PS 26-74
Differential responses of arthropod communities to habitat mixing in a dynamic marsh-mangrove ecotone

Tuesday, August 11, 2015
Exhibit Hall, Baltimore Convention Center
Alexander J. Forde, Behavior, Ecology, Evolution, and Systematics Program, University of Maryland, College Park, MD
Daniel S. Gruner, Department of Entomology, University of Maryland, College Park, MD
Mayda Nathan, Department of Entomology, University of Maryland, College Park, MD

Along many coastlines worldwide, the boundary between tropical and temperate areas is marked by a habitat gradient between mangrove forests (tropical) and salt marshes (temperate). These gradients, or ecotones, are dynamic: their location and extent are seemingly impacted by climate trends, extreme weather events, and biotic interactions. In areas such as the Southeastern United States, mangrove-marsh ecotones are changing as mangroves expand their ranges poleward due to milder winters. Studying ecological patterns along these ecotones is of interest because 1) they are well suited for asking questions regarding range-expansions, habitat heterogeneity and climate change and 2) mangroves and salt marshes provide critical ecosystem services and support diverse animal communities. In the present study, we quantified the composition of terrestrial arthropod communities along the mangrove-marsh ecotone on the Atlantic coast of Florida, USA. In May and July 2014 we sampled arthropods from patches of black mangroves (Avicennia germinans), the marsh plant Batis maritima and the marsh plant Spartina alterniflora at 7 sites spanning 350km. Three sites were located inside the ecotone and four bordered the ecotone (2 north, 2 south). During both months we collected ten community samples per patch type at each site and identified specimens to order or suborder.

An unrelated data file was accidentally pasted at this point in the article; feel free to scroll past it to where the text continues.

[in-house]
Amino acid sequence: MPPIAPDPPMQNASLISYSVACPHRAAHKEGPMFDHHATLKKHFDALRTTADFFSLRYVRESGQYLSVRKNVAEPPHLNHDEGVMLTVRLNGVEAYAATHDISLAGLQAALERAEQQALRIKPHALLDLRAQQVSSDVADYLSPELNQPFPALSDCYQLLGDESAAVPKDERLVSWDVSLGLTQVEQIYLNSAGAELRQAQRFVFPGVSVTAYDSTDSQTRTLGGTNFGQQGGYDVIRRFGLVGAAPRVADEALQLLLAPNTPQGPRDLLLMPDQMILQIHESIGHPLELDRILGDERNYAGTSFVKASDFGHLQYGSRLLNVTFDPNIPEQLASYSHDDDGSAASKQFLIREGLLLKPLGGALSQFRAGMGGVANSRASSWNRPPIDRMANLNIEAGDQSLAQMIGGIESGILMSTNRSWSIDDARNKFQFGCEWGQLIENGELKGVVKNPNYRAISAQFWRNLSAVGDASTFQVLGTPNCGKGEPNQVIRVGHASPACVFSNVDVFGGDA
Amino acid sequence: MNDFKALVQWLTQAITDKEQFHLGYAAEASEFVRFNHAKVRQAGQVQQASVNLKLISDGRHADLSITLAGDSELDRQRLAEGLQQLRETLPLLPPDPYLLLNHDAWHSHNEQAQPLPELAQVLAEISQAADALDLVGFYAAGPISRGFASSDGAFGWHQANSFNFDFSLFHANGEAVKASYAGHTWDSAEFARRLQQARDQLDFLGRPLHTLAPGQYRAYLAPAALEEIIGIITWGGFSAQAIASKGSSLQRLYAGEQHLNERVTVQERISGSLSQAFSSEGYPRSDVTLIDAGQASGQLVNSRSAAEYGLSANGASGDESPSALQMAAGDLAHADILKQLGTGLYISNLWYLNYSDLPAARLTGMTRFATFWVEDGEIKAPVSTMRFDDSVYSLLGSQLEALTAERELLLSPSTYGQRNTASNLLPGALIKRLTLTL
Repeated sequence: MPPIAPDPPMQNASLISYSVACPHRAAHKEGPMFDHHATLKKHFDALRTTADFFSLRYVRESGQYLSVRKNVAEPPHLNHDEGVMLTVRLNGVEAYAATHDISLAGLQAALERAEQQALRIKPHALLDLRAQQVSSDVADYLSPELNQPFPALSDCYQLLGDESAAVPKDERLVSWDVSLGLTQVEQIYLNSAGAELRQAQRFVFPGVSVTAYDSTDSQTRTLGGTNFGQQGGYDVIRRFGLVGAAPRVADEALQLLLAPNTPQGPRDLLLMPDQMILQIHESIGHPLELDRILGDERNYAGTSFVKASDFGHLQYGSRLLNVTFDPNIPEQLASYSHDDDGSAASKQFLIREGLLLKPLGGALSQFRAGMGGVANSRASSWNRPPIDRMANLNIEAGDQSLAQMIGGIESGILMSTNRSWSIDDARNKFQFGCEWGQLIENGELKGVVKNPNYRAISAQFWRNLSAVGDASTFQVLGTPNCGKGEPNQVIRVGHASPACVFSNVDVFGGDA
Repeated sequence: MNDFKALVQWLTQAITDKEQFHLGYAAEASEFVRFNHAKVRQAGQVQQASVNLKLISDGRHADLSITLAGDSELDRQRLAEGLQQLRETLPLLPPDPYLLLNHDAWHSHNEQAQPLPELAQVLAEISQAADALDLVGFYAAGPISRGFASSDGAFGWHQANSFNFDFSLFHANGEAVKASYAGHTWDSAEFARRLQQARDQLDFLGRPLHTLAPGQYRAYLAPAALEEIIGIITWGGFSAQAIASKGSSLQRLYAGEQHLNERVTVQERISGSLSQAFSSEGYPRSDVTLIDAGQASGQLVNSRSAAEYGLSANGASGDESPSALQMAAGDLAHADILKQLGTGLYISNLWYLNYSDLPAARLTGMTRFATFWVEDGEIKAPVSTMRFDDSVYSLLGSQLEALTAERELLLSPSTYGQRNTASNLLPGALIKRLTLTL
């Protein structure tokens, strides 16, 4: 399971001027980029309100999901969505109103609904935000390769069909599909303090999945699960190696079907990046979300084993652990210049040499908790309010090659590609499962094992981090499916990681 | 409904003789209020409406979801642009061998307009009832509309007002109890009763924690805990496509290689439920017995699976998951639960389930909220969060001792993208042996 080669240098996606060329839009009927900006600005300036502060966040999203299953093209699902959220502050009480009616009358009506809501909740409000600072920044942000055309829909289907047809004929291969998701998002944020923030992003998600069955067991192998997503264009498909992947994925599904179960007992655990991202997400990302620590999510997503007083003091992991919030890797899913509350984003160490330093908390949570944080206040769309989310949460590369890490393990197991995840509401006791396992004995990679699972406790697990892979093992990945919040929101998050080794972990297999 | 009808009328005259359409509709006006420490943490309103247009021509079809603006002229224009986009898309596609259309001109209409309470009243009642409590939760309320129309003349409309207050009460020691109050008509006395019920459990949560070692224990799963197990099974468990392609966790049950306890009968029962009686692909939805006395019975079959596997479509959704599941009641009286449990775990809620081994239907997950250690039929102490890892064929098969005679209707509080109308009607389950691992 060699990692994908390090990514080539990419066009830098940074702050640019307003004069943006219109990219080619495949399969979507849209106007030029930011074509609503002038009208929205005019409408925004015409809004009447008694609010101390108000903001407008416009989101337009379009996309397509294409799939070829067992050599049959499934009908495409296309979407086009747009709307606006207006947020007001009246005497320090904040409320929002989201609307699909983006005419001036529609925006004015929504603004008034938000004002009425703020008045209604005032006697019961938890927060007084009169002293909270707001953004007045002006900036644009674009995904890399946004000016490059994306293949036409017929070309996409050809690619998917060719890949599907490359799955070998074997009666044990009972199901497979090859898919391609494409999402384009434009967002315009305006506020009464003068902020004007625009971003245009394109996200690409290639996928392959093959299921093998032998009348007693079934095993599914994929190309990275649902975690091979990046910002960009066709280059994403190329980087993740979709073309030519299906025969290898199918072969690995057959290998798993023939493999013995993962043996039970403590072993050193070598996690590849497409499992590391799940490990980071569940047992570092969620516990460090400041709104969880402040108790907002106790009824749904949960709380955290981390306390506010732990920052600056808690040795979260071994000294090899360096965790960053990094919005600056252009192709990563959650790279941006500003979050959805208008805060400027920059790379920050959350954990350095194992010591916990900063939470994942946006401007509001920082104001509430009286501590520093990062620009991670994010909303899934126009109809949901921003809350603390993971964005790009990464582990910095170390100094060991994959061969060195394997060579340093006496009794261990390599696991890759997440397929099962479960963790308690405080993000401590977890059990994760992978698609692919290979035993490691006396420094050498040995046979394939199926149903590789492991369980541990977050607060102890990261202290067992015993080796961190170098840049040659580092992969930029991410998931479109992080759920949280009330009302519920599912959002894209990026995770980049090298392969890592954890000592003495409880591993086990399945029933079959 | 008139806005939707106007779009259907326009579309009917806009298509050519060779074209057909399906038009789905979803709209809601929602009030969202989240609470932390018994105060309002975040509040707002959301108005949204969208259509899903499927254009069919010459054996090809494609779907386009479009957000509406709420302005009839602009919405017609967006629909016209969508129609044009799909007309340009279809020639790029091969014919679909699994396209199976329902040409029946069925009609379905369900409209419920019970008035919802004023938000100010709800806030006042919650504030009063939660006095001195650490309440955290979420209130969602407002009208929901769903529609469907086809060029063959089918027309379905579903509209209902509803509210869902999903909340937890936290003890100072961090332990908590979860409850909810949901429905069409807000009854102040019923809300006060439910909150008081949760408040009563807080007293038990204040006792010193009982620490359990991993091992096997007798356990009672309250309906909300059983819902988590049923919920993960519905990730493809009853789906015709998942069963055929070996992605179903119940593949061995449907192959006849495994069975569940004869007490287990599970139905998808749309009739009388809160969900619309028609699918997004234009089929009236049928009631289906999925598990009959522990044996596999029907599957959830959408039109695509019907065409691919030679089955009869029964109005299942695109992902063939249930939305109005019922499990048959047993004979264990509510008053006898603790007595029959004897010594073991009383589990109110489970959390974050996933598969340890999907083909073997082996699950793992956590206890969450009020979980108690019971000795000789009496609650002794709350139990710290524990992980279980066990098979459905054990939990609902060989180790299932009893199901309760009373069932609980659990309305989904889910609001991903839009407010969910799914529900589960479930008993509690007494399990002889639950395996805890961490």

Arthropod communities on black mangrove trees were very different from those present in marsh plant patches, regardless of habitat type (ecotone or not). This was primarily due to a high abundance of psyllids (Hemiptera: Sternorrhyncha) on mangroves and their rarity in marsh patches. Arthropod diversity was greater in patches of marsh plants located in ecotone landscapes compared to patches in northern “mangrove-free” marshes (both B. maritima and S. alterniflora), while diversity did not differ between mangrove trees in the ecotone vs. trees in southern mangrove forests. However, arthropod community structure significantly differed between patches inside vs. beyond the ecotone for both mangroves and marsh plants, though the difference was subtle for mangroves and pronounced for marsh patches. Differences in diversity and community structure between ecotone and non-ecotone patches were driven primarily by taxonomic groups comprised of herbivores (Hemiptera, Orthoptera), implying that plant-herbivore interactions likely vary along the forest-ecotone-marsh continuum. Such spatial variation in herbivory may prove important for understanding mangrove range expansion. Our data suggest that the colonization of marshes by mangroves causes deterministic changes in local arthropod communities. We are currently conducting a transplant experiment to elucidate mechanisms behind these community shifts and predict some of their ecological consequences.